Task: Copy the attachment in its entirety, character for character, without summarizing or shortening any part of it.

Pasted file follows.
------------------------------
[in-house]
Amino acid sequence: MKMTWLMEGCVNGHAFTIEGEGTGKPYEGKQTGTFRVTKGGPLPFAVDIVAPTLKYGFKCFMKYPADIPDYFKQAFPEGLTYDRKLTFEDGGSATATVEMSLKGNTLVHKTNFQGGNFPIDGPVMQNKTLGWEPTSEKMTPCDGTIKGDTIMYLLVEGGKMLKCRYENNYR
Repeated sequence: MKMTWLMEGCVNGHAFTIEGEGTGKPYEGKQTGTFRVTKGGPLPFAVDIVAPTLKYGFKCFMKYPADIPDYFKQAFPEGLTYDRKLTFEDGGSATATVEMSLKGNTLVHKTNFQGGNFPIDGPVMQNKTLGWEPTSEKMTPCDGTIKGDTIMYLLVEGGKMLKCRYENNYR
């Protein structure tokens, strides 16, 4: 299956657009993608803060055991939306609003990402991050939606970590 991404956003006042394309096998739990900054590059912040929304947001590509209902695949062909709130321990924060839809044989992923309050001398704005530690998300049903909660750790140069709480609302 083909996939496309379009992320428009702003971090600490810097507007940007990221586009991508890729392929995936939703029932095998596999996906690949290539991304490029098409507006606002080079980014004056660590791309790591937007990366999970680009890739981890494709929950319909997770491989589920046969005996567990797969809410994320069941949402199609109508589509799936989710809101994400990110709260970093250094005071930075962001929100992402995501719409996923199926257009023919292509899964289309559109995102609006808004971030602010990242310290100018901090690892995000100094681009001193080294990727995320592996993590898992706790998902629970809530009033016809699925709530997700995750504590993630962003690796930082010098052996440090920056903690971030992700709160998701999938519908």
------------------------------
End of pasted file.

[in-house]
Amino acid sequence: MKMTWLMEGCVNGHAFTIEGEGTGKPYEGKQTGTFRVTKGGPLPFAVDIVAPTLKYGFKCFMKYPADIPDYFKQAFPEGLTYDRKLTFEDGGSATATVEMSLKGNTLVHKTNFQGGNFPIDGPVMQNKTLGWEPTSEKMTPCDGTIKGDTIMYLLVEGGKMLKCRYENNYR
Repeated sequence: MKMTWLMEGCVNGHAFTIEGEGTGKPYEGKQTGTFRVTKGGPLPFAVDIVAPTLKYGFKCFMKYPADIPDYFKQAFPEGLTYDRKLTFEDGGSATATVEMSLKGNTLVHKTNFQGGNFPIDGPVMQNKTLGWEPTSEKMTPCDGTIKGDTIMYLLVEGGKMLKCRYENNYR
């Protein structure tokens, strides 16, 4: 299956657009993608803060055991939306609003990402991050939606970590 991404956003006042394309096998739990900054590059912040929304947001590509209902695949062909709130321990924060839809044989992923309050001398704005530690998300049903909660750790140069709480609302 083909996939496309379009992320428009702003971090600490810097507007940007990221586009991508890729392929995936939703029932095998596999996906690949290539991304490029098409507006606002080079980014004056660590791309790591937007990366999970680009890739981890494709929950319909997770491989589920046969005996567990797969809410994320069941949402199609109508589509799936989710809101994400990110709260970093250094005071930075962001929100992402995501719409996923199926257009023919292509899964289309559109995102609006808004971030602010990242310290100018901090690892995000100094681009001193080294990727995320592996993590898992706790998902629970809530009033016809699925709530997700995750504590993630962003690796930082010098052996440090920056903690971030992700709160998701999938519908």